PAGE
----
A fast-paced adventure from start to finish, The Madwoman Upstairs is a smart and original novel and a moving exploration of what happens when the greatest truth is, in fact, fiction.

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This group meets at 6:30PM @ Kona Stories Book Store.

February 21, 2017 Travel Group is discussing: Black Dragon River: A Journey down the Amur River between Russia and China by Dominic Ziegler

Black Dragon River is a personal journey down one of Asia’s great rivers that reveals the region’s essential history and culture. The world’s ninth largest river, the Amur serves as a large part of the border between Russia and China. As a crossroads for the great empires of Asia, this area offers journalist Dominic Ziegler a lens with which to examine the societies at Europe’s only borderland with East Asia. He follows a journey from the river’s top to bottom, and weaves the history, ecology and peoples to show a region obsessed with the past and to show how this region holds a key to the complex and critical relationship between Russia and China today.

One of Asia’s mightiest rivers, the Amur is also the most elusive. The terrain it crosses is legendarily difficult to traverse. Near the river’s source, Ziegler travels on horseback from the Mongolian steppe into the taiga, and later he is forced by the river’s impassibility to take the Trans-Siberian Railway through the four-hundred-mile valley of water meadows inland. As he voyages deeper into the Amur wilderness, Ziegler also journeys into the history of the peoples and cultures the river’s path has transformed.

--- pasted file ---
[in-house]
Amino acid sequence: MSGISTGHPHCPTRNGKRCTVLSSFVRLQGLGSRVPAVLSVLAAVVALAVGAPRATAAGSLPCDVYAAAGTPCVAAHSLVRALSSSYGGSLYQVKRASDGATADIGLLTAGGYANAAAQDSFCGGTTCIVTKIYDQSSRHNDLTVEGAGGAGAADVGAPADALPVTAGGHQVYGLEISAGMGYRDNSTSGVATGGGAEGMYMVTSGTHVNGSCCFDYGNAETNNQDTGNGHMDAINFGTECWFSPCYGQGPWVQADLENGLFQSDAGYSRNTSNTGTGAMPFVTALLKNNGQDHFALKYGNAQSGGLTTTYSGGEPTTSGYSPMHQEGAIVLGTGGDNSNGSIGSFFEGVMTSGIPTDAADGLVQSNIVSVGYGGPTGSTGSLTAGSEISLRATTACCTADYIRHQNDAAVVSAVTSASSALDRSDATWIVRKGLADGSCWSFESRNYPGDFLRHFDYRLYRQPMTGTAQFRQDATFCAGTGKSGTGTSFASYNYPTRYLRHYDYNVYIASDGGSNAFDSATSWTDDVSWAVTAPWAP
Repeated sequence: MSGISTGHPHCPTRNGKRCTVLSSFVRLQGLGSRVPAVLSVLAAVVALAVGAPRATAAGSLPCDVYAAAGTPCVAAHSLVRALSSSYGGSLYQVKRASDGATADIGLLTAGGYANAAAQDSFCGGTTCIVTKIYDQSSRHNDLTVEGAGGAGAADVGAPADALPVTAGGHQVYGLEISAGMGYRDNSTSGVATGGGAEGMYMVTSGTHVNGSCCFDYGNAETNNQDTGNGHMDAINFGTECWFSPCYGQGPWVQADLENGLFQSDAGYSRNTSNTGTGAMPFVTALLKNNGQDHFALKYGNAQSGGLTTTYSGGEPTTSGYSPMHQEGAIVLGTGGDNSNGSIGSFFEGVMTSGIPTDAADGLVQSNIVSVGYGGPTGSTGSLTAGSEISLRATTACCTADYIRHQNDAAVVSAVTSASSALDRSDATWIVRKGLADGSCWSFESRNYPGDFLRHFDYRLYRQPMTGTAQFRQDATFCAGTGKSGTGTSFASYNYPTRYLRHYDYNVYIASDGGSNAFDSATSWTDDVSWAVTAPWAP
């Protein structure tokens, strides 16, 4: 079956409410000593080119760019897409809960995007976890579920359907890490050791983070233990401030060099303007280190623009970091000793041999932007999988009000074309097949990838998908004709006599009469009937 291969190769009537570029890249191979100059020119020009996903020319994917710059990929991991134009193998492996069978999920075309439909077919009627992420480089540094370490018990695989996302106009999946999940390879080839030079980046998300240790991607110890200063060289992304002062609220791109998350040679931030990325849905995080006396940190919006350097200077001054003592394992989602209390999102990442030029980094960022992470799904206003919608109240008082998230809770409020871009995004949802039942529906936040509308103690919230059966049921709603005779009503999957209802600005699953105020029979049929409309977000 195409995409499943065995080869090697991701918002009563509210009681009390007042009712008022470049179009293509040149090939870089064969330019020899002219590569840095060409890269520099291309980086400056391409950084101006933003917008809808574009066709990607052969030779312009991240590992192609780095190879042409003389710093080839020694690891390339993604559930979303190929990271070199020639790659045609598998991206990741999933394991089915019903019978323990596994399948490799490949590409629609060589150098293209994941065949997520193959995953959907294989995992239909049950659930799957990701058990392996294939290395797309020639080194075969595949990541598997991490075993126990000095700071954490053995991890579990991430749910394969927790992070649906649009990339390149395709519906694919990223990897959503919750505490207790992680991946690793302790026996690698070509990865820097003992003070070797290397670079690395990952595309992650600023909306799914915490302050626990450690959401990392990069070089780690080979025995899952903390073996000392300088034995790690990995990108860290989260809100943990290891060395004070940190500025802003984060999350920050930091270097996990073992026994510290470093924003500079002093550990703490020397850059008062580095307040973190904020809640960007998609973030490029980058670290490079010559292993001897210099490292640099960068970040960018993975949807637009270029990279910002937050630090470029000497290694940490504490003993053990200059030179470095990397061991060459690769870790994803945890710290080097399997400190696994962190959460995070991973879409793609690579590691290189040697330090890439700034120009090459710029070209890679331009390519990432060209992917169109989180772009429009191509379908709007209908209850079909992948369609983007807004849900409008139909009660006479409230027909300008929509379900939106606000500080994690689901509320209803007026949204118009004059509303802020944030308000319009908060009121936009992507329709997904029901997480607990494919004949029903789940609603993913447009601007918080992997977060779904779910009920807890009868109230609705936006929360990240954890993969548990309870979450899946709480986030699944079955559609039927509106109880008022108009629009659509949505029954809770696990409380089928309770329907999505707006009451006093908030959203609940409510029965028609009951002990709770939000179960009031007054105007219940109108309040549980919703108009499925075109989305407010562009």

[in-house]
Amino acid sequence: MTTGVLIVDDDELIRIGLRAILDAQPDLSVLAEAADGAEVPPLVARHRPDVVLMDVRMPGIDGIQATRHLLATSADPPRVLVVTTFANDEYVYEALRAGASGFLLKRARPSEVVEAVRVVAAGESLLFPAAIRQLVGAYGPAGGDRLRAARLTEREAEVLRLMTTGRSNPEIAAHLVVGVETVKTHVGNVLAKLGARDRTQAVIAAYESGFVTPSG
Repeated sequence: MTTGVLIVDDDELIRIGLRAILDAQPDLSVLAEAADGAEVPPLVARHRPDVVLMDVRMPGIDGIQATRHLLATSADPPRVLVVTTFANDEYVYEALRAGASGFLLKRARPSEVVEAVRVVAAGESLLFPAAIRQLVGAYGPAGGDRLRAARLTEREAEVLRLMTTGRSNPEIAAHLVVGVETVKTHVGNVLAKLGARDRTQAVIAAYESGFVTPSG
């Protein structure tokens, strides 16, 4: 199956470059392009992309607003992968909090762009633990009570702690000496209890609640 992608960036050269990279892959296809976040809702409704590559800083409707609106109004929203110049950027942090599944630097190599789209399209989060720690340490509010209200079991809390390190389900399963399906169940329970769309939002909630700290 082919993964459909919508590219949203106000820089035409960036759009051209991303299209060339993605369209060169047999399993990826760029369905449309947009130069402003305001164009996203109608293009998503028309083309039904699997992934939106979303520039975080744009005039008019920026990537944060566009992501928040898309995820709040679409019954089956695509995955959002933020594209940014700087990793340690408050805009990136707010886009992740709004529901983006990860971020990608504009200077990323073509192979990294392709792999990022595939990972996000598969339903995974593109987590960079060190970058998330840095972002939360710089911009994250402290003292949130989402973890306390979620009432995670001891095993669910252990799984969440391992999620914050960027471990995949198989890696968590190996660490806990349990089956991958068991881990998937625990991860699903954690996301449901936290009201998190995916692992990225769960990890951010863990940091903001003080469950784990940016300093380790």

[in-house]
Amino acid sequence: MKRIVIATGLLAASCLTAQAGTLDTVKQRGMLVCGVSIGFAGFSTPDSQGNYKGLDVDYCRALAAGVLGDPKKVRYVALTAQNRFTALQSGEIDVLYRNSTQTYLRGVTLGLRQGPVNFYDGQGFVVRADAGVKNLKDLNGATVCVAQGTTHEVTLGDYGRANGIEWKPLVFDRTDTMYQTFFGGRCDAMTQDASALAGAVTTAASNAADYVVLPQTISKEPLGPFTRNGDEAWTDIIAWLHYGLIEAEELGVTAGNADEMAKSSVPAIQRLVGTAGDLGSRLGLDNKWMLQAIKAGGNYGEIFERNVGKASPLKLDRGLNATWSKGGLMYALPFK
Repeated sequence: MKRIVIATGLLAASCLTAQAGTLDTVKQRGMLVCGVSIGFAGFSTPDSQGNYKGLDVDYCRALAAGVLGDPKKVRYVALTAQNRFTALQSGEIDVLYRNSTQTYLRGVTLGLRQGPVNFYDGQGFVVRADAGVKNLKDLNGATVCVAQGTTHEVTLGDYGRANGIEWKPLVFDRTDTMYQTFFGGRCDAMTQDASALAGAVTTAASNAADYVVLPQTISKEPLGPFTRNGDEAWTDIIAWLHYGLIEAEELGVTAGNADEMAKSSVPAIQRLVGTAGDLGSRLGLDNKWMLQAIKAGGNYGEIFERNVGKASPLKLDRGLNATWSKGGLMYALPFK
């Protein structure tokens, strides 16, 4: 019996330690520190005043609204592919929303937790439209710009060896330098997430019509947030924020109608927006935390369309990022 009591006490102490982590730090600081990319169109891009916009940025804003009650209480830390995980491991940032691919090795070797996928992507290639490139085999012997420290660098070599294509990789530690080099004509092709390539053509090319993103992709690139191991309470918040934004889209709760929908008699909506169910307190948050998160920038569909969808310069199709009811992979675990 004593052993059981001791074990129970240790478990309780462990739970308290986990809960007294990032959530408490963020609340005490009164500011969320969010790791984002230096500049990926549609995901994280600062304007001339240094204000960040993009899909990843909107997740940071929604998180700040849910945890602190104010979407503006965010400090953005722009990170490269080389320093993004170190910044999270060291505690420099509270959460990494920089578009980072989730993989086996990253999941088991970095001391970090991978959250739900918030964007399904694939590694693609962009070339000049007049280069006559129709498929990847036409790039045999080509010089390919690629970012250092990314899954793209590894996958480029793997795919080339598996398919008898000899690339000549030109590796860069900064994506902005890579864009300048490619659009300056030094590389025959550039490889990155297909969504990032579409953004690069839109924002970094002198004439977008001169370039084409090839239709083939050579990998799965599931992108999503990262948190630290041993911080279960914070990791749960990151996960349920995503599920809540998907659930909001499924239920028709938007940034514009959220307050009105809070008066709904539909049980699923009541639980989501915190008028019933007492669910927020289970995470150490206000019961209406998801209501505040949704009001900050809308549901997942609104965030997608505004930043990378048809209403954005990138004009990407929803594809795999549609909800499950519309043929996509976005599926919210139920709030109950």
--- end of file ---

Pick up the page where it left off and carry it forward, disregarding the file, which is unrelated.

The known history of the river begins with Genghis Khan and the rise of the Mongolian empire a millennium ago, and the story of the region has been one of aggression and conquest ever since. The modern history of the river is the story of Russia’s push across the Eurasian landmass to China. For China, the Amur is a symbol of national humiliation and Western imperial land seizure; to Russia it is a symbol of national regeneration, its New World dreams and eastern prospects. The quest to take the Amur was to be Russia’s route to greatness, replacing an oppressive European identity with a vibrant one that faced the Pacific. Russia launched a grab in 1854 and took from China a chunk of territory equal in size nearly to France and Germany combined. Later, the region was the site for atrocities meted out on the Russian Far East in the twentieth century during the Russian civil war and under Stalin.